John Ericson: Why 50 million Americans will still have spring allergies after taking meds

Cameron Huddleston: Best and Worst Buys of April 2014

Stacy Rapacon: Great Mutual Funds for Young Investors

Sarah Boesveld: Teacher keeps promise to mail thousands of former students letters written by their past selves

The Kosher Gourmet by Sharon Thompson Anyone can make a salad, you say. But can they make a great salad? (SECRETS, TESTED TECHNIQUES + 4 RECIPES, INCLUDING DRESSINGS)

April 2, 2014

Paul Greenberg: Death and joy in the spring

Dan Barry: Should South Carolina Jews be forced to maintain this chimney built by Germans serving the Nazis?

Mayra Bitsko: Save me! An alien took over my child's personality

Frank Clayton: Get happy: 20 scientifically proven happiness activities

Susan Scutti: It's Genetic! Obesity and the 'Carb Breakdown' Gene

Lecia Bushak: Why Hand Sanitizer May Actually Harm Your Health

Stacy Rapacon: Great Funds You Can Own for $500 or Less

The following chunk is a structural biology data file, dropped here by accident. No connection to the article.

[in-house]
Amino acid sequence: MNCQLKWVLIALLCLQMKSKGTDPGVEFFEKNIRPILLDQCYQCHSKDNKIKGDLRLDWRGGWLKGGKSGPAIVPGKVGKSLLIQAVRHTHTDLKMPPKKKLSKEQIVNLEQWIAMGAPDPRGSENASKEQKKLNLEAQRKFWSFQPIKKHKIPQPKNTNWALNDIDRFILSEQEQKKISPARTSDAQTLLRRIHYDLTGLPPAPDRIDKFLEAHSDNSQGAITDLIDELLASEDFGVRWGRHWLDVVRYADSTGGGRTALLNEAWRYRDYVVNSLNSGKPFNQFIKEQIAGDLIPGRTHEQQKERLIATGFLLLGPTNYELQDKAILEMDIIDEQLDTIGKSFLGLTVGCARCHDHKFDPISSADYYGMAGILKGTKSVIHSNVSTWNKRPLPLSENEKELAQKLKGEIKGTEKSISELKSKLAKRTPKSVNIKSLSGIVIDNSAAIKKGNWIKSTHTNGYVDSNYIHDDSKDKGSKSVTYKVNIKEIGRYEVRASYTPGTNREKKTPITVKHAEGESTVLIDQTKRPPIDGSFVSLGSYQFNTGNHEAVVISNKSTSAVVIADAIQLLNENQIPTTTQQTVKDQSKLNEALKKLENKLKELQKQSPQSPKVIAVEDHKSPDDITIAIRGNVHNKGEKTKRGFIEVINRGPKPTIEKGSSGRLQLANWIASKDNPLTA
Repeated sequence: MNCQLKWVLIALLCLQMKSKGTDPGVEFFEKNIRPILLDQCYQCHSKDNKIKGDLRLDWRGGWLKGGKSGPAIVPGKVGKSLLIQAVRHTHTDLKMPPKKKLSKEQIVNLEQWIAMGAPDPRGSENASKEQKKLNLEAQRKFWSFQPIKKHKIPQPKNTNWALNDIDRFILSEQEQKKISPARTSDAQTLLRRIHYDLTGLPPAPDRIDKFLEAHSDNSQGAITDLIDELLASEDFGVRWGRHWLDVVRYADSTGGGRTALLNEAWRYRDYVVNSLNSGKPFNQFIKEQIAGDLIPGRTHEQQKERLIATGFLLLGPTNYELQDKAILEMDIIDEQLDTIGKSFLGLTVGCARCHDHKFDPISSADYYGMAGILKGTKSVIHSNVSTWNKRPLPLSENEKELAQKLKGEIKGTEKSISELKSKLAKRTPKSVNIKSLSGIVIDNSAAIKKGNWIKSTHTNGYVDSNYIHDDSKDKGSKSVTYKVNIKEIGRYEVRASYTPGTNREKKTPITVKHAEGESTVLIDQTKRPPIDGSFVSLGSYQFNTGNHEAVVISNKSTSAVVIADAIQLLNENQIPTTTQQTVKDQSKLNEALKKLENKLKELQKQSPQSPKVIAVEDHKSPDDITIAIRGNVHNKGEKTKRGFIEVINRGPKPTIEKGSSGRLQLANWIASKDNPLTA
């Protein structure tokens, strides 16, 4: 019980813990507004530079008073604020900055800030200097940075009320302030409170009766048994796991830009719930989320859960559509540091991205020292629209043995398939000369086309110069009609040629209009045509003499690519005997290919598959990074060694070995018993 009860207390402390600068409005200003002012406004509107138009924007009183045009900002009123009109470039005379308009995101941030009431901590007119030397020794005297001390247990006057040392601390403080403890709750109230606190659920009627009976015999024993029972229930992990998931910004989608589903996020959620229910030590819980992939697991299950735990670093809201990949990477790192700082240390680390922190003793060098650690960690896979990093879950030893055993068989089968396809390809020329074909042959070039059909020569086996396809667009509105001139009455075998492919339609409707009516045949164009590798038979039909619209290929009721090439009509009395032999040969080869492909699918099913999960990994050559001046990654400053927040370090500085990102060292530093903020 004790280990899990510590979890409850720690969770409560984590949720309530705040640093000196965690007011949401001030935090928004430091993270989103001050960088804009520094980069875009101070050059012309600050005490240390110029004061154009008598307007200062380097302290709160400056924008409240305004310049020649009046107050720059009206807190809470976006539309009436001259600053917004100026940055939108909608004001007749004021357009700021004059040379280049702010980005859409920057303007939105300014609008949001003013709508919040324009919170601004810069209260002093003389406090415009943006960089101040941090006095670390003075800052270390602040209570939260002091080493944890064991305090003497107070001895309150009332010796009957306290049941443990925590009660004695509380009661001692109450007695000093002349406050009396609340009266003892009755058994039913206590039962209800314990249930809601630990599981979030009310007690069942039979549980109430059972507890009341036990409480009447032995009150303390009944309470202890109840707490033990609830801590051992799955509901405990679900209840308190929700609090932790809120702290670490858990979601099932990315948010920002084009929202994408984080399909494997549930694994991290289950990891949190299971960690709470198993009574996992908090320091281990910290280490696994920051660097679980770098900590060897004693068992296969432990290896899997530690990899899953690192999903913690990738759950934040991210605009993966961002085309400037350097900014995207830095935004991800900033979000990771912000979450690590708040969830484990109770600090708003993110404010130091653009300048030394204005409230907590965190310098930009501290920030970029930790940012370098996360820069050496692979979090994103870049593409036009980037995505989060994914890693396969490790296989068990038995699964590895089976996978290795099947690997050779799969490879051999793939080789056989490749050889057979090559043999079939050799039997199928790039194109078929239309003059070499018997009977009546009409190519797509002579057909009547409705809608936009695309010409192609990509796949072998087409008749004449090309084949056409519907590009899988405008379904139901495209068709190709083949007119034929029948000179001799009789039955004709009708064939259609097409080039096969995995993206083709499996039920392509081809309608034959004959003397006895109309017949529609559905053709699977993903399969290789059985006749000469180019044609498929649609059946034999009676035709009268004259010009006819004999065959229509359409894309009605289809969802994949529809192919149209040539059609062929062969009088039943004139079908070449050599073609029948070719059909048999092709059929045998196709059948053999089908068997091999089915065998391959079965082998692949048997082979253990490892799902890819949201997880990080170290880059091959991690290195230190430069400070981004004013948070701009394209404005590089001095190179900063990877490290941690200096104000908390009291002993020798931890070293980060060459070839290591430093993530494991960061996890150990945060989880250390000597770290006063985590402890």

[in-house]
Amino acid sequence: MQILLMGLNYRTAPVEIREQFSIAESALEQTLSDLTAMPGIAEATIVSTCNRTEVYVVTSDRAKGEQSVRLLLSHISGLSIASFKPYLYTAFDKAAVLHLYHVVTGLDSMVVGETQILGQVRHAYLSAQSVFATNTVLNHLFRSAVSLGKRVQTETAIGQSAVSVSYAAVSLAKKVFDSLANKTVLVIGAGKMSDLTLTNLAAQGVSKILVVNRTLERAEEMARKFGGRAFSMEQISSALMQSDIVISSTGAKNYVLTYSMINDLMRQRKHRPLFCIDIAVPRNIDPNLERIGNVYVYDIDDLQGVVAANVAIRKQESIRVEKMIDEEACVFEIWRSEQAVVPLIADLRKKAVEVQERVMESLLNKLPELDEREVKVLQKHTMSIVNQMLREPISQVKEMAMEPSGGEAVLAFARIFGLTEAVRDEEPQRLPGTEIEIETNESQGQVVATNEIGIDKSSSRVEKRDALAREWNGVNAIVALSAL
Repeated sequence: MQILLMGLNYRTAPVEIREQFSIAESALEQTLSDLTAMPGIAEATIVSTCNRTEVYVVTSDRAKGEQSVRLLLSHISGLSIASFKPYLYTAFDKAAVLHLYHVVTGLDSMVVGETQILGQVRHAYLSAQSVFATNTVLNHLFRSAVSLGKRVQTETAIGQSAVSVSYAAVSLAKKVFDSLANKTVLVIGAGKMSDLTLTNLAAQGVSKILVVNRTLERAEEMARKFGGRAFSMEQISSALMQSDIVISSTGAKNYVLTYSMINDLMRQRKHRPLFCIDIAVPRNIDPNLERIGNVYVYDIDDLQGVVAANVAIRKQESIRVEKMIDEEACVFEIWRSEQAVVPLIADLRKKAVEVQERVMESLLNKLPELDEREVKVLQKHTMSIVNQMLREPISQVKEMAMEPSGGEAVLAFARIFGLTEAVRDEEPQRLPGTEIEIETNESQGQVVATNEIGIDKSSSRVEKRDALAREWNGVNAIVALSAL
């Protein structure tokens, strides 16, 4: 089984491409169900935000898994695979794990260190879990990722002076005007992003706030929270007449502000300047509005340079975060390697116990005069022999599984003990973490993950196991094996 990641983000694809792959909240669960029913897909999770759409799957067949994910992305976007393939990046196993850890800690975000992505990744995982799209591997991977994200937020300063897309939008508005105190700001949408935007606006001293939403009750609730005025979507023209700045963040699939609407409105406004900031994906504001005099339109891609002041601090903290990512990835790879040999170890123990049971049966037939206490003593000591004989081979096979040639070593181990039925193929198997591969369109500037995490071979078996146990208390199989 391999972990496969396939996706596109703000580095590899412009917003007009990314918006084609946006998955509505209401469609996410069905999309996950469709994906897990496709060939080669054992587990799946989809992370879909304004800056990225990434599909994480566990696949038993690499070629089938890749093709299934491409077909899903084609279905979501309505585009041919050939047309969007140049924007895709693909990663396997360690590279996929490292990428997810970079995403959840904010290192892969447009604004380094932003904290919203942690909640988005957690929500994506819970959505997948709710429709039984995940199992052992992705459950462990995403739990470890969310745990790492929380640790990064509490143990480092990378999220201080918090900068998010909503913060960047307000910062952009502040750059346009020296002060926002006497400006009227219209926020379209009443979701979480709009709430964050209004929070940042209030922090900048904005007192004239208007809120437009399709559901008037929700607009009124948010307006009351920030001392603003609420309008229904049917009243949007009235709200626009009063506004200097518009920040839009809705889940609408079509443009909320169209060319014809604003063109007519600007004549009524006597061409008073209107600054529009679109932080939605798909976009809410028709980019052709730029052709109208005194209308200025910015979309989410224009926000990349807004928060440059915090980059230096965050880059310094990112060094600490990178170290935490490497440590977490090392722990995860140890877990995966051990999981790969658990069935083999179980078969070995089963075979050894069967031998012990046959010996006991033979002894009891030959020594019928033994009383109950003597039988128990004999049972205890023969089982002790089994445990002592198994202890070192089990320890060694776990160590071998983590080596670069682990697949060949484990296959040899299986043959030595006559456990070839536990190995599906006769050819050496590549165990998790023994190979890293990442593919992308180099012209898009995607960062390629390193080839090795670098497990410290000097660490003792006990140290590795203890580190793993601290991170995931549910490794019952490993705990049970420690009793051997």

Cameron Huddleston: 7 Ways to Save on Home Decor

The Kosher Gourmet by Steve Petusevsky Exploring ingredients as edible-stuffed containers (TWO RECIPES + TIPS & TECHINQUES)

Jewish World Review

Dems hurting the poor: Obama is increasing income inequality

By George Will




JewishWorldReview.com | Someone who is determined to disbelieve something can manage to disregard an Everest of evidence for it. So Barack Obama will not temper his enthusiasm for increased equality with lucidity about the government’s role in exacerbating inequality.

In the movie “ Animal House,” Otter, incensed by the expulsion of his fraternity, says: “I think that this situation absolutely requires a really futile and stupid gesture.” Such thinking gives us minimum-wage increases that do very little for very few. Meanwhile, there are farm bills, like the one Obama signed last month at Michigan State University.